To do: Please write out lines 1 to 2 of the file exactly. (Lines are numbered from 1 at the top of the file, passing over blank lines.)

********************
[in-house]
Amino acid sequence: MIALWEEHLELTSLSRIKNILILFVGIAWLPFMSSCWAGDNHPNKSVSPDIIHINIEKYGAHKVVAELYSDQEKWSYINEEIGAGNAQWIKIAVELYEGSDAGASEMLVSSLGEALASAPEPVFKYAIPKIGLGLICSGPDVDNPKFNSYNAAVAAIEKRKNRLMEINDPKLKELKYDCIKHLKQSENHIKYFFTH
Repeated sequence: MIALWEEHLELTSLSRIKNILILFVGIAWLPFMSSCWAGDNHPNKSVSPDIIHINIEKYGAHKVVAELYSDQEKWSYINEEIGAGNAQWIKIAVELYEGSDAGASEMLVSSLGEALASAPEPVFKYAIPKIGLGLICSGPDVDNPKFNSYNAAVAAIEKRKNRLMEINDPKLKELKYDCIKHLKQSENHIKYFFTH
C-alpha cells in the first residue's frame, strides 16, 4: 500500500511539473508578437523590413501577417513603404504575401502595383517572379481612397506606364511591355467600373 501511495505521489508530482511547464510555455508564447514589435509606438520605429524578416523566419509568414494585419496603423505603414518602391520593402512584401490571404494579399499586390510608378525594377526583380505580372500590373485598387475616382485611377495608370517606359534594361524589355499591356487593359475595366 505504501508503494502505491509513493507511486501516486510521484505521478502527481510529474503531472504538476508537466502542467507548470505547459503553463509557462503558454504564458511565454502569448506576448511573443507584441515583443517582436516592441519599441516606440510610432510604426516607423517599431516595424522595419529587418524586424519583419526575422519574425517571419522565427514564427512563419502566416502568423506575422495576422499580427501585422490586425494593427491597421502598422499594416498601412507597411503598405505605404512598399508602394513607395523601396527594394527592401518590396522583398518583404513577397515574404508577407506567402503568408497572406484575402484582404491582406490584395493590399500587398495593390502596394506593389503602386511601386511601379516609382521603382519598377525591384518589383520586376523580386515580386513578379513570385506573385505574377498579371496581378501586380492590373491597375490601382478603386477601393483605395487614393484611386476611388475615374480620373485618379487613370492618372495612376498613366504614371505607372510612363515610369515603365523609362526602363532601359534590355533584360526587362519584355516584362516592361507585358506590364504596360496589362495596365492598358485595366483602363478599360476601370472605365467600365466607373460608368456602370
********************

[in-house]
Amino acid sequence: MIALWEEHLELTSLSRIKNILILFVGIAWLPFMSSCWAGDNHPNKSVSPDIIHINIEKYGAHKVVAELYSDQEKWSYINEEIGAGNAQWIKIAVELYEGSDAGASEMLVSSLGEALASAPEPVFKYAIPKIGLGLICSGPDVDNPKFNSYNAAVAAIEKRKNRLMEINDPKLKELKYDCIKHLKQSENHIKYFFTH